Dover’s push to demolish troubled property triggers legal battle

DOVER — The fate of a downtown Dover area property remains uncertain, but is not slated for demolition after a Superior Court order on Wednesday.

Resident Judge William L. Witham Jr. determined that City of Dover officials acted “irregularly” when accepting a recommendation to demolish an allegedly dangerous property at 2 S. Queen St. without issuing a written list of facts behind the decision.

Property owner KZ Forever LLC appealed the results of a city council order after a presentation by Dover Director of Planning and Community Development Ann Marie Townshend on Jan. 11 advised that the building should be demolished.

While council approved a motion to demolish, Superior Court found that no specific findings of fact were put into writing, invalidating the decision due to city ordinance guidelines.

“The Council adopted the staff recommendations in their entirety, summarily declaring the property dangerous and ordering its demolition,” Judge Witham concluded in an 11-page order.

Pictured is a vacant property at the corner of South Queen Street and Del. 8 in the downtown Dover area. (Delaware State News/Craig Anderson)

Pictured is a vacant property at the corner of South Queen Street and Del. 8 in the downtown Dover area. (Delaware State News/Craig Anderson)

“But it needed to make specific factual findings after the testimony was heard regarding what made the building dangerous. And those factual findings needed to be made in writing by the action of Council, not days afterward by unilateral action of an individual city staff member … .”

An attempt to contact Ms. Townshend for comment was not immediately successful.

According to the court, Ms. Townshend sent a letter to KZ Forever on Jan. 28 to notify it of council’s decision and considered the correspondence to constitute required written findings of fact and order.

KZ Forever appealed to Superior Court on Sept. 6.

“The Petitioner argues that the Council committed legal error by failing to provide substantive notice according to [Dover Code of Ordinances], additionally implicating due process concerns,” Judge Witham wrote.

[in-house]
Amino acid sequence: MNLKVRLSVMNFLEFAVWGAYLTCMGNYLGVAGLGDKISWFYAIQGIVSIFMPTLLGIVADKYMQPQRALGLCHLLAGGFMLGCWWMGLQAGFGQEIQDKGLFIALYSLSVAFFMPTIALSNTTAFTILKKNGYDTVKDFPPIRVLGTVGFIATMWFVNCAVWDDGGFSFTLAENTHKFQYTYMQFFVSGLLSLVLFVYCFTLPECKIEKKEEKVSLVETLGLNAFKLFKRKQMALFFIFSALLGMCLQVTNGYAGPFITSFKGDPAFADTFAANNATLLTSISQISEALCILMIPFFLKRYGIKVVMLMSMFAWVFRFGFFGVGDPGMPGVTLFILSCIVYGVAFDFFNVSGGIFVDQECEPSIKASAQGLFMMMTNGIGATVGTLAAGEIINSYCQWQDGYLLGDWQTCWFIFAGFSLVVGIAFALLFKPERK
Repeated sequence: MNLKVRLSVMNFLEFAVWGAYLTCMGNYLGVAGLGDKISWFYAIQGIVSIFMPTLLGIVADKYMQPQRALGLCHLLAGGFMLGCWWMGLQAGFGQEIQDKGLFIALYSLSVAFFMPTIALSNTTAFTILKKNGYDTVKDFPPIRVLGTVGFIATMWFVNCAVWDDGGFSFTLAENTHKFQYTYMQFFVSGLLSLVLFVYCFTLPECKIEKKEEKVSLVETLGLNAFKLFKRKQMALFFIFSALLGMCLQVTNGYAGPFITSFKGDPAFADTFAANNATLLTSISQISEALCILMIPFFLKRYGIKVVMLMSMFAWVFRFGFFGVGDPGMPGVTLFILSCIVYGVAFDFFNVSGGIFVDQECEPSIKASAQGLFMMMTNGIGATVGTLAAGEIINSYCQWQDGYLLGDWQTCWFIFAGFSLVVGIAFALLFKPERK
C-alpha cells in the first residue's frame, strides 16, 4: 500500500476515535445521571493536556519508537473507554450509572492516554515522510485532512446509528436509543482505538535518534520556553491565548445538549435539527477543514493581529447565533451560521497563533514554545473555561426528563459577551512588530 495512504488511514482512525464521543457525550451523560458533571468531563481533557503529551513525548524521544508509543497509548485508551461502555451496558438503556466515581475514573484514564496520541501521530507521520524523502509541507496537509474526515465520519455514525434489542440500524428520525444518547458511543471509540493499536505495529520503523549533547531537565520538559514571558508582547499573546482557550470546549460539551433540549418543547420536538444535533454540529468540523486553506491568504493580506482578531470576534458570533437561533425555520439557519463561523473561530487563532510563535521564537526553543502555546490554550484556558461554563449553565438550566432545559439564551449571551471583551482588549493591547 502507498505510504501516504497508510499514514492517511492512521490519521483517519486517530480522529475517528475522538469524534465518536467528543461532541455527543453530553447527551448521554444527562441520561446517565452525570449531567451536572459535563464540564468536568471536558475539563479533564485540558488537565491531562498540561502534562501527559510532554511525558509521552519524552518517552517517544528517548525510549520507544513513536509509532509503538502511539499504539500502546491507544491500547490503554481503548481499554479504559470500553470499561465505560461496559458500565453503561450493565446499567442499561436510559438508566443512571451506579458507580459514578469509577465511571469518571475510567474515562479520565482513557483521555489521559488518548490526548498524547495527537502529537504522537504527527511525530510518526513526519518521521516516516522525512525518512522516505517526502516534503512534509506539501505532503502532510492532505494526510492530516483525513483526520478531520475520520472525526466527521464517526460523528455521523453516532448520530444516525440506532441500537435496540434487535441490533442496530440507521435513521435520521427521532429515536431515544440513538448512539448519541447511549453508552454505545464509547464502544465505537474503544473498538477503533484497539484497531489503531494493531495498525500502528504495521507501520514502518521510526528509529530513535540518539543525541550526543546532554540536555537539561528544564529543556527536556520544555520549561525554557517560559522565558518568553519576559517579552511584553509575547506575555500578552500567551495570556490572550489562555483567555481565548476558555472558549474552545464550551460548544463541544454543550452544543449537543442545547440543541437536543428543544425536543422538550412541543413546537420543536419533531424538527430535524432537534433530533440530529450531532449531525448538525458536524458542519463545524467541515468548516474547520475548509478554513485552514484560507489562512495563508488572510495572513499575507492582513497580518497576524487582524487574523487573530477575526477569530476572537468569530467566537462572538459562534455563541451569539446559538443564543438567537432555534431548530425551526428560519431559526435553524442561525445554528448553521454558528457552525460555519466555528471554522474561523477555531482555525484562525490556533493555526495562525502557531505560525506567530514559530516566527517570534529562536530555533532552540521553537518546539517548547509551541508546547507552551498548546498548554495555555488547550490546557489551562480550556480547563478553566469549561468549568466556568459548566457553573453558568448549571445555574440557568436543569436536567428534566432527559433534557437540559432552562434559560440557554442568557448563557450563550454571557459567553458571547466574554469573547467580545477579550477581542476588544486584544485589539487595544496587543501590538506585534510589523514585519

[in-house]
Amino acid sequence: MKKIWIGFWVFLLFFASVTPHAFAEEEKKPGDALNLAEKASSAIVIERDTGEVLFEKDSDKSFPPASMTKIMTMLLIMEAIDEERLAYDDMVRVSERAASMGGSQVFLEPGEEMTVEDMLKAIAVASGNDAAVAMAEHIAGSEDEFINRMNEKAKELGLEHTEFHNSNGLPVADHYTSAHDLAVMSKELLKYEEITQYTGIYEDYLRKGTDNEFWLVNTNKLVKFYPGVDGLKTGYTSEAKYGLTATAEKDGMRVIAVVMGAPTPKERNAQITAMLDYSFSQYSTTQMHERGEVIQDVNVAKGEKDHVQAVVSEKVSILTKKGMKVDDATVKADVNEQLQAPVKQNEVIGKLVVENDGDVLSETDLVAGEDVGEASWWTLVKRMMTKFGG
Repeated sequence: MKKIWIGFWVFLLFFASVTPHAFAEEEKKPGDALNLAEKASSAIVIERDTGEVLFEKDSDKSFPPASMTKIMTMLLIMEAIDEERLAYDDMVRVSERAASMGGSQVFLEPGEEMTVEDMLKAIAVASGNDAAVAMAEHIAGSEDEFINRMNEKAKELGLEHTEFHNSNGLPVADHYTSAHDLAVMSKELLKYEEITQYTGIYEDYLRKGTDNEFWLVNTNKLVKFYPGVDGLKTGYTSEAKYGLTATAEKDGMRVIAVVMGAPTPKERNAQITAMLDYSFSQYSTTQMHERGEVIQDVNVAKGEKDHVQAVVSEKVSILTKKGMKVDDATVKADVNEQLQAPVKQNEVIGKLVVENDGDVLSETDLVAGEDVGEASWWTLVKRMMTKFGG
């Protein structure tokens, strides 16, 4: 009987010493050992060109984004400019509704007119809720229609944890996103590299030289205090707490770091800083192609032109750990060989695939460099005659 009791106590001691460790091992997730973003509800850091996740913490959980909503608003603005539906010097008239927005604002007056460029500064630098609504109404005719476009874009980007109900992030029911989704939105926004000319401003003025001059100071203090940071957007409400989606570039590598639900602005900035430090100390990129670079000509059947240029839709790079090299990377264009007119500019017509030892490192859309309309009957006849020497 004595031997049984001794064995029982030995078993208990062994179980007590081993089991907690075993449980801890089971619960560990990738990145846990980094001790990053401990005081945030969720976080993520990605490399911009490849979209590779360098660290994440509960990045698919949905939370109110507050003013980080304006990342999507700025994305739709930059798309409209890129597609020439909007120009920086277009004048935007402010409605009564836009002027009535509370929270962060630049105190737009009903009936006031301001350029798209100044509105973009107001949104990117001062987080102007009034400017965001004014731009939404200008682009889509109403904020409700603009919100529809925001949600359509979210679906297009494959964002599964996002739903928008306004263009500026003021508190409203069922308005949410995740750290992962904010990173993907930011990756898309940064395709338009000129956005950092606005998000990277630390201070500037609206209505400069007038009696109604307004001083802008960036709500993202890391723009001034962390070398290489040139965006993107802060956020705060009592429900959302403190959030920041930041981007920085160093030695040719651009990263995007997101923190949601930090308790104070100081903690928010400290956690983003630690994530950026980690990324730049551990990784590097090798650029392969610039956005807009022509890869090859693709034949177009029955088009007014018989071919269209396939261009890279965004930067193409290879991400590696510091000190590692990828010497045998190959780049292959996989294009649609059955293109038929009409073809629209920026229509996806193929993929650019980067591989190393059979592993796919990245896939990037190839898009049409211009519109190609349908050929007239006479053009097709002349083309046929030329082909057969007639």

“It further contends that the Council failed to create an adequate record by omitting findings of fact or a written order.”

Council maintained that it followed the ordinance and due process, “or in the alternative that the Petitioner waived the argument when it failed to raise the claim before the Council,” according to the Court order.

“The Council created an adequate record, it argues, when the Dover Director of Planning and Community Development sent a letter containing factual findings to the Petitioner.”

Facts of the matter

According to facts of the matter, KZ Forever purchased the property in February 2015. The location “had a checkered code enforcement history. Several months after the property was sold, city officials condemned it because of a number of violations.”

A no trespassing sign is posted on a property a 2 S. Queen Street in the downtown Dover area. (Delaware State News/Craig Anderson)

A no trespassing sign is posted on a property a 2 S. Queen Street in the downtown Dover area. (Delaware State News/Craig Anderson)

A series of inspections and communications followed, and a Dover code enforcement officer sent a violation letter to the owner on Nov. 5, 2015. A list of code violations were detailed, and a follow-up inspection was mandated by Nov. 19.

“For each identified code violation, the letter provided a ‘corrective action required’ to bring the property to code,” according to the Superior Court order.

The letter listed violations and required:

• submission of a renovations permit application along with a structural engineer’s report and recommendations.

• an electrical inspection.

• payment of all fees, citations, and taxes.

The City noted that an appeal was available within five days of receiving the letter.

KZ Forever acknowledged receiving the letter, and responded that the items would not be completed by Nov. 19. The company asked for 90 days to meet the requirements.

City inspectors found no repairs were made, and Ms. Townshend sent a letter to KZ Forever on Nov. 24 notifying that the matter would be discussed at a Council hearing on Dec. 9.

At the public hearing, according to the order, Ms. Townshend presented the property’s history. KZ Forever told Council that, among other things, it “had not received any of the notices sent before November and had difficulty communicating with the city despite several attempts.

“[KZ Forever] also questioned whether Ms. Townshend was qualified to perform property inspection and asked for the city to give [KZ Forever] ‘breathing room’ to address the property issues.”

Council voted for an extra 15 days to “provide the staff with estimates” and the issue was placed on the Jan. 11 agenda.

“Before the next Council meeting, the Petitioner submitted a copy of the structural report, two proposals from the building contractors, and a receipt from an electrical contractor,” the Court order stated.

Ms. Townshend testified on Jan. 11 that the City Building Inspector analyzed the structural engineering report and found it “incomplete because it addressed only some of the identified issues.”

KZ Forever tesified that it would “cure all the defective conditions cited in the Code Enforcement Report” and … was prepared to complete all of the repairs,” according to the Court order.

“After hearing the Petitioner’s testimony, three members of the Council voted to amend the motion to give the Petitioner 90 days to repair or demolish the house, but the amendment failed.

“Instead, the Council voted simply to adopt the staff recommendation.”

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